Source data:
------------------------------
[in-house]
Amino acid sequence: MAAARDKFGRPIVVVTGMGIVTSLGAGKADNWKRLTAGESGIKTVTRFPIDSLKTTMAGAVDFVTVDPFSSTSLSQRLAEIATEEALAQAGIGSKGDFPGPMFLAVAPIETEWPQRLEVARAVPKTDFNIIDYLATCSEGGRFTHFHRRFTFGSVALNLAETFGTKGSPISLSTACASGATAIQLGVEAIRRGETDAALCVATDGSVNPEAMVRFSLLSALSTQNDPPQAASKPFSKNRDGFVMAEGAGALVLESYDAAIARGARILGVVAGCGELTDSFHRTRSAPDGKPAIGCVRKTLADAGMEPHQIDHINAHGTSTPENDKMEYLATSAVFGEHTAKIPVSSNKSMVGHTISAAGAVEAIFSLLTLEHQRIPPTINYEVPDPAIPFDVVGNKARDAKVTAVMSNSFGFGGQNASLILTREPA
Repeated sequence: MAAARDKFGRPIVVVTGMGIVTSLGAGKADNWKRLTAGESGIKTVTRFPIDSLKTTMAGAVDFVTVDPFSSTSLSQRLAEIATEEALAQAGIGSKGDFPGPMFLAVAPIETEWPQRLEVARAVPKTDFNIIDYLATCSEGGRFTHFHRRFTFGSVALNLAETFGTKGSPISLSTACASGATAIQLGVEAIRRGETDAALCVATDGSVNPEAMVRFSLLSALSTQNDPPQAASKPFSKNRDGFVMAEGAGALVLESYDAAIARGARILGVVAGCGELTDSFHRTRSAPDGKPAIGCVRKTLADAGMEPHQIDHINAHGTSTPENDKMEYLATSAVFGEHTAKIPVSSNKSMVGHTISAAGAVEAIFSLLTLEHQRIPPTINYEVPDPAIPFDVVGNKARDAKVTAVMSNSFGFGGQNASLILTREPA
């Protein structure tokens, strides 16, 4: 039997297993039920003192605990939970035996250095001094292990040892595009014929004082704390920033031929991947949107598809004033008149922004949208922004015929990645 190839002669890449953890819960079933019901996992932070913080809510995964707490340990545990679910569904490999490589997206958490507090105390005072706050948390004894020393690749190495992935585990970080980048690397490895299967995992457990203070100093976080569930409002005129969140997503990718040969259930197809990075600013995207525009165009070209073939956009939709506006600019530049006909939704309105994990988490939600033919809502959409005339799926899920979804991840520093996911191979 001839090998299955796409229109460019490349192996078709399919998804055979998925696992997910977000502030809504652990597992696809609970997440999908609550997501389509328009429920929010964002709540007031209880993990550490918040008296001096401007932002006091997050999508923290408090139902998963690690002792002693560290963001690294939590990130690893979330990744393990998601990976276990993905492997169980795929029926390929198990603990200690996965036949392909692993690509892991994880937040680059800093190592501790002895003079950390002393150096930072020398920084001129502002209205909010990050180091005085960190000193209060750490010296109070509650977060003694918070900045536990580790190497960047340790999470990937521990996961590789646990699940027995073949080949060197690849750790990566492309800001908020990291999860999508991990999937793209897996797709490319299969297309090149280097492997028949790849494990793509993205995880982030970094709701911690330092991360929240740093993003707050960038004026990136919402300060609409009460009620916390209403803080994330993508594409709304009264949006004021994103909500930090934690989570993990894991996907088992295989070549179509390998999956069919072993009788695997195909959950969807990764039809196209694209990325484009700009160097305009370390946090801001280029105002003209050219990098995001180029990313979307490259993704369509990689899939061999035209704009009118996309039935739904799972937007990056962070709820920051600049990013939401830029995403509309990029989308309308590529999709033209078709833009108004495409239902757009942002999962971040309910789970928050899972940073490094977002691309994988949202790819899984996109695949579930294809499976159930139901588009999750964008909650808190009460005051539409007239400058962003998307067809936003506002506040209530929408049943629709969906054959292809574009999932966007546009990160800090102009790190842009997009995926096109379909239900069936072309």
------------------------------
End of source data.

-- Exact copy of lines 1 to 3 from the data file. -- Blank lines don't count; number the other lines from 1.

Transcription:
[in-house]
Amino acid sequence: MAAARDKFGRPIVVVTGMGIVTSLGAGKADNWKRLTAGESGIKTVTRFPIDSLKTTMAGAVDFVTVDPFSSTSLSQRLAEIATEEALAQAGIGSKGDFPGPMFLAVAPIETEWPQRLEVARAVPKTDFNIIDYLATCSEGGRFTHFHRRFTFGSVALNLAETFGTKGSPISLSTACASGATAIQLGVEAIRRGETDAALCVATDGSVNPEAMVRFSLLSALSTQNDPPQAASKPFSKNRDGFVMAEGAGALVLESYDAAIARGARILGVVAGCGELTDSFHRTRSAPDGKPAIGCVRKTLADAGMEPHQIDHINAHGTSTPENDKMEYLATSAVFGEHTAKIPVSSNKSMVGHTISAAGAVEAIFSLLTLEHQRIPPTINYEVPDPAIPFDVVGNKARDAKVTAVMSNSFGFGGQNASLILTREPA
Repeated sequence: MAAARDKFGRPIVVVTGMGIVTSLGAGKADNWKRLTAGESGIKTVTRFPIDSLKTTMAGAVDFVTVDPFSSTSLSQRLAEIATEEALAQAGIGSKGDFPGPMFLAVAPIETEWPQRLEVARAVPKTDFNIIDYLATCSEGGRFTHFHRRFTFGSVALNLAETFGTKGSPISLSTACASGATAIQLGVEAIRRGETDAALCVATDGSVNPEAMVRFSLLSALSTQNDPPQAASKPFSKNRDGFVMAEGAGALVLESYDAAIARGARILGVVAGCGELTDSFHRTRSAPDGKPAIGCVRKTLADAGMEPHQIDHINAHGTSTPENDKMEYLATSAVFGEHTAKIPVSSNKSMVGHTISAAGAVEAIFSLLTLEHQRIPPTINYEVPDPAIPFDVVGNKARDAKVTAVMSNSFGFGGQNASLILTREPA